The debate over whether to suspend and for how long might just be a distraction.
One major issue with the latest two suspension-incurring headshots in the Ontario Hockey League, not to blame promising rookies Jared McCann and Spencer Watson for getting injured, is why the two 16-year-old forwards got hurt by checks that each seemed like hockey plays when watched in real time. Another is wondering whether the OHL's practice of long suspensions for checks to the head — AKA #BranchJustice —is butting up against frustration from the paying public and perhaps a few owners weary of seeing key players suspended, while the brain injury crisis continues unabated.
Even in slow-motion — and after a lot of healthy debate on Twitter — it's not clear how Barrie Colts defenceman Ryan O'Connor deviated from making a hockey play when he injured Watson last Saturday. The Barrie captain got a major and game misconduct after catching Watson looking down for the puck and was suspended indefinitely. Was there shoulder to chin? Was O'Connor's upper arm the culprit? Did inertia cause his elbow to come up and bang Watson's chin? At what point, noble as the aims of reducing brain injuries is, does one accept the head sometimes the head gets in the way since it's attached to the torso?
Watson, who sat out Monday when Kingston was pushed to the brink by Barrie, was also skating toward O'Connor. What defenceman worth his ice time isn't going to try to deliver a solid check.
The collision between the Owen Sound Attack's Cameron Brace and the Soo's McCann was in a different vein. It's less of a hockey play, yet still mostly one, for a 19-year-old playoff-hardened veteran to send a message to a rookie who's also a top-6 forward. Brace could have passed on cutting in front of McCann to deliver the check on a player who was leaning forward after making a pass. There's definitely the vulnerable-player aspect, which does help explain Brace's five-game suspension, but it did not appear to be headhunting.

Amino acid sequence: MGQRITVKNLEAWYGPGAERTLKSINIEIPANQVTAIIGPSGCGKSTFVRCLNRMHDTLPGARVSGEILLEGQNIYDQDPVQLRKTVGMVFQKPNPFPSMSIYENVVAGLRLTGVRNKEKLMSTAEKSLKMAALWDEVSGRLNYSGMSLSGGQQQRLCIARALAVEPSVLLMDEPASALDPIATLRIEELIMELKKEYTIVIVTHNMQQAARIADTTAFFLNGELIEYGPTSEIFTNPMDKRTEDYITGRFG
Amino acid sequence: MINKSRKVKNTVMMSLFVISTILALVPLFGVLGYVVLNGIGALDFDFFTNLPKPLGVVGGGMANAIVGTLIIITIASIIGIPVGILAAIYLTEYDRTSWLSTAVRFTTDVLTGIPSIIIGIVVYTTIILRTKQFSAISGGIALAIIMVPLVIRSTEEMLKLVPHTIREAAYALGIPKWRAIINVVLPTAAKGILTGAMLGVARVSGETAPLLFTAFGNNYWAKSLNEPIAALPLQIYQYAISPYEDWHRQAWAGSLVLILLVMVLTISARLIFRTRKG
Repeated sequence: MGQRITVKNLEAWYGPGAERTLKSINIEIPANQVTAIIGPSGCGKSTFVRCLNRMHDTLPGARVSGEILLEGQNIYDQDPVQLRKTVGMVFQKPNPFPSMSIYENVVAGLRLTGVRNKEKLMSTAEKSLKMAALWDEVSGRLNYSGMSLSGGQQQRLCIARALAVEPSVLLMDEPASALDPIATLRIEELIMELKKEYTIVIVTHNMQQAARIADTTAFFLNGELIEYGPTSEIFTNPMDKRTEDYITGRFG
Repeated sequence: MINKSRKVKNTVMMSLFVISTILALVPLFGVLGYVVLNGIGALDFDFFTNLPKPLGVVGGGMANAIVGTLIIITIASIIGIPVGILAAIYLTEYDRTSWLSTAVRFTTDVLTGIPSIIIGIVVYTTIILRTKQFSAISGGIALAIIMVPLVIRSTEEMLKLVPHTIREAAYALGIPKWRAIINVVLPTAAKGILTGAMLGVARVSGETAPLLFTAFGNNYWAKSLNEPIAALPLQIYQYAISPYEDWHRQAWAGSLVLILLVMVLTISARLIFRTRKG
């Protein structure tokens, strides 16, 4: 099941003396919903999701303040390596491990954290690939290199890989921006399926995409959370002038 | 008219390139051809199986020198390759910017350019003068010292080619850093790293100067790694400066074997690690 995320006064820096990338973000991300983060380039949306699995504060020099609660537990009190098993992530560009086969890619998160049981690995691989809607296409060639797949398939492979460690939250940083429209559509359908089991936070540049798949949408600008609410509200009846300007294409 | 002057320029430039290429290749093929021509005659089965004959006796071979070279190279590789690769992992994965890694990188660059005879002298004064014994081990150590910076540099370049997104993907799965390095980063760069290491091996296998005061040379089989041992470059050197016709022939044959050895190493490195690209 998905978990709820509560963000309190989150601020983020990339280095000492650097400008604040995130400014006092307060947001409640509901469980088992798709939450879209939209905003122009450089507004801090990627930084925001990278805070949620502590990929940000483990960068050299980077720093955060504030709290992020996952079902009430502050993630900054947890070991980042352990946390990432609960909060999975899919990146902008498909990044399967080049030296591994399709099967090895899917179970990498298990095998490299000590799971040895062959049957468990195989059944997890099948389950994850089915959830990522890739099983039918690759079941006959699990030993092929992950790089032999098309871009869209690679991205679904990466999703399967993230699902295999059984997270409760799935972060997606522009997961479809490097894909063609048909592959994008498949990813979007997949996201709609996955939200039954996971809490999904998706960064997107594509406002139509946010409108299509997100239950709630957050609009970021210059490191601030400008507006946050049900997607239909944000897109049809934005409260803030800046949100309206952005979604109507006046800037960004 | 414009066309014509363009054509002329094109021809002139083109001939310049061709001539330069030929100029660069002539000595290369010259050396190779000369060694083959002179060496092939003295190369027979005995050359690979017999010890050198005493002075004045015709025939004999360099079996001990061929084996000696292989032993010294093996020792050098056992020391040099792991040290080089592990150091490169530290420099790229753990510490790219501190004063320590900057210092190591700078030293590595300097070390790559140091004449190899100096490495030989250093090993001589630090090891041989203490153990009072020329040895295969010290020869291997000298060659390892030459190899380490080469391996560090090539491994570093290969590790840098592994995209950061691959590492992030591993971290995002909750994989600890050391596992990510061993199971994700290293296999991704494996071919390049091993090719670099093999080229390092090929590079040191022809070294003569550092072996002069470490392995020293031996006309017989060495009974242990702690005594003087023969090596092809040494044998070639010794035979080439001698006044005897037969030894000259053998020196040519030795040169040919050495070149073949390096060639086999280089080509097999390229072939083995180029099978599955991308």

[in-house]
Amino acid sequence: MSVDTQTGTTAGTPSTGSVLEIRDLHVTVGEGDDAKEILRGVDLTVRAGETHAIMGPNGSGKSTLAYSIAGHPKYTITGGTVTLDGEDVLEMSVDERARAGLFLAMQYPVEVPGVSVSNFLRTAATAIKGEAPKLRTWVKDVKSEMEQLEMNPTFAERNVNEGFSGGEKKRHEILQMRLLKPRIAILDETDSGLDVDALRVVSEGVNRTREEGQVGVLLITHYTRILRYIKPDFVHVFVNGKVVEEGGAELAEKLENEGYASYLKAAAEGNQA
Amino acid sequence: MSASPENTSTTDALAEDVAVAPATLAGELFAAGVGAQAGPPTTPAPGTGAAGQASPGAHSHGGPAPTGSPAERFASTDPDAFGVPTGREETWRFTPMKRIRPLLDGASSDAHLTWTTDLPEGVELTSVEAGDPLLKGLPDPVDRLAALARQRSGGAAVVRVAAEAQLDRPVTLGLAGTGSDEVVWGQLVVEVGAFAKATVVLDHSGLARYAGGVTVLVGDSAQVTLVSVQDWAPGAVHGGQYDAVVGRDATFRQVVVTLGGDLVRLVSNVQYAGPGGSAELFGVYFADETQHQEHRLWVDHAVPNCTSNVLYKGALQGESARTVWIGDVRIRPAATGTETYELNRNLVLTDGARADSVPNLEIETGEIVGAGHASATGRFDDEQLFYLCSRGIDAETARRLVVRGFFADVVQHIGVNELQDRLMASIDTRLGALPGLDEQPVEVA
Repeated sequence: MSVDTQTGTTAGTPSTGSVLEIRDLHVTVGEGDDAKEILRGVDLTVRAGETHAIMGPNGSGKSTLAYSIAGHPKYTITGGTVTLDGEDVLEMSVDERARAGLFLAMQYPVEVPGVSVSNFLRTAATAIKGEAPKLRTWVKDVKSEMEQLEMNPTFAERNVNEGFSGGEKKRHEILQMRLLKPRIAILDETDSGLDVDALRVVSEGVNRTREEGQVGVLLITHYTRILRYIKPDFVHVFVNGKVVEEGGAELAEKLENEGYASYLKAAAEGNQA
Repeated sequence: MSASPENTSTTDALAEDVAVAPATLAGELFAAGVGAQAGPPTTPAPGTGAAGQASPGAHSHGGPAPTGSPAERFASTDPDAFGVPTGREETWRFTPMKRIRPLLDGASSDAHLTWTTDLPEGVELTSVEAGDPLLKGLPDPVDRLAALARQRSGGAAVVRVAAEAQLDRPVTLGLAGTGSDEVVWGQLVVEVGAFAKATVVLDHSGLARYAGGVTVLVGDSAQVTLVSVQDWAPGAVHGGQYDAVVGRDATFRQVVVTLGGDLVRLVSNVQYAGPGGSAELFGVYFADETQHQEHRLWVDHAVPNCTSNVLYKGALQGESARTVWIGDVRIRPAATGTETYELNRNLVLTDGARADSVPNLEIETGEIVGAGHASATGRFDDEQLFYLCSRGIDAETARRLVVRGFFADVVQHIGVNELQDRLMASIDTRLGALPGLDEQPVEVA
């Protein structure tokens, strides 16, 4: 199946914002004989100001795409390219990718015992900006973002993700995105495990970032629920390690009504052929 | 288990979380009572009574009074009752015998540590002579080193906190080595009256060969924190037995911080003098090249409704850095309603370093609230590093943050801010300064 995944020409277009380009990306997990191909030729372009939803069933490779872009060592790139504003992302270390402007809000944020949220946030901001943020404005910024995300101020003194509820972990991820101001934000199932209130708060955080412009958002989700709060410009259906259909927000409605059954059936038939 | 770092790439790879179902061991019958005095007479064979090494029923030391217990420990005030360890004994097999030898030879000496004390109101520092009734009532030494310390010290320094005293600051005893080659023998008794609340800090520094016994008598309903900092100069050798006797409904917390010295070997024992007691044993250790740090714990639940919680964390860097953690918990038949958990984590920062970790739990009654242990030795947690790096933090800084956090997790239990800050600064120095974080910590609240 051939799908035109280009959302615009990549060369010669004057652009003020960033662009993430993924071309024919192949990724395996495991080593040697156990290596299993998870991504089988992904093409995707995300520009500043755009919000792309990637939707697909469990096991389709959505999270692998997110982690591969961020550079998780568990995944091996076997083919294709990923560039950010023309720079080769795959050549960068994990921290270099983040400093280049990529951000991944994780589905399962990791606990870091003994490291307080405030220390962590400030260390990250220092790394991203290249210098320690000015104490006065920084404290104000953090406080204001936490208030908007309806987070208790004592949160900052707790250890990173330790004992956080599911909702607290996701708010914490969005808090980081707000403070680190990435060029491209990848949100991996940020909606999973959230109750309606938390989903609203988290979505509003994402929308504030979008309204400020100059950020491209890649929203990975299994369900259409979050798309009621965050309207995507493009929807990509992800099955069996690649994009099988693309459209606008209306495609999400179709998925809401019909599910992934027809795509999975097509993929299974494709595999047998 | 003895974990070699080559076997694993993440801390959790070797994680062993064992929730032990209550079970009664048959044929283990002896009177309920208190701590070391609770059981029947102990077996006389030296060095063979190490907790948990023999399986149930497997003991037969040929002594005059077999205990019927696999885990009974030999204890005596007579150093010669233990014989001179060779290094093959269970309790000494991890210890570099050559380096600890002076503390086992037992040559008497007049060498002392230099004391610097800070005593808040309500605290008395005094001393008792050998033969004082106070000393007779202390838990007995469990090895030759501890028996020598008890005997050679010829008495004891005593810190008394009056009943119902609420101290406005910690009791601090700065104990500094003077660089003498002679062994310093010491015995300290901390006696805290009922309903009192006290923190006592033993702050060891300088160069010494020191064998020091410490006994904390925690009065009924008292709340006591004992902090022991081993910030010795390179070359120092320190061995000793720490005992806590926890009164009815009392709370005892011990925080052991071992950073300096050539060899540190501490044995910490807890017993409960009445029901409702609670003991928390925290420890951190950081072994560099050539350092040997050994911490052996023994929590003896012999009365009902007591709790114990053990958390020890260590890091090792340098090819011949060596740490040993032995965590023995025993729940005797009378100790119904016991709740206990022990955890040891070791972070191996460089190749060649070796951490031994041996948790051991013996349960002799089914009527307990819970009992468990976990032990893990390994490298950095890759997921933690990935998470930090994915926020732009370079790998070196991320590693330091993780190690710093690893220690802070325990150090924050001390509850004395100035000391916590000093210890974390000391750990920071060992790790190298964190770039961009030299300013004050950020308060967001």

Rehashing the debate is not the point, though. It's wondering how the OHL, two seasons into an approach that has resulted in more than 300 games' worth of suspensions (that includes bans for obviously unacceptable acts, such as Niagara's Ondrej Kopta two-handing Oshawa's Scott Sabourin in the face last Sunday), can avoid a backlash or fallout. The fact McCann and Watson, , who were both among the league's top five 16-year-old scorers, are sitting at home a little scared about when they will play again cannot be sloughed off. Brace's teammate Jarrod Maidens, who scored the goal that won Owen Sound the OHL championship in 2011, has not played a game in 16 months due to a brain injury. That goal came six days before Joey Hishon 'got his bell rung,' which put him out for 22 months.
Sometimes that gets lost in the shuffle when there's a Twitter uproar over the latest stiff suspension.
Yet the OHL and major junior hockey is also in the entertainment business, albeit it with very young performers. Some of the criticism can be the threatened-by-change thing, but like it or not, the public taste shapes the product. One has to think people don't want a no-contact league. Ambitious young players, their parents, their agents, want to show they can play a man's game, in scout-speak. Quibbling over how many games someone got just distracts from the big question of how to balance all of it.
Neate Sager is a writer for Yahoo! Canada Sports. Follow him on Twitter @neatebuzzthenet. Please address any questions, comments or concerns to firstname.lastname@example.org (video: Rogers Television).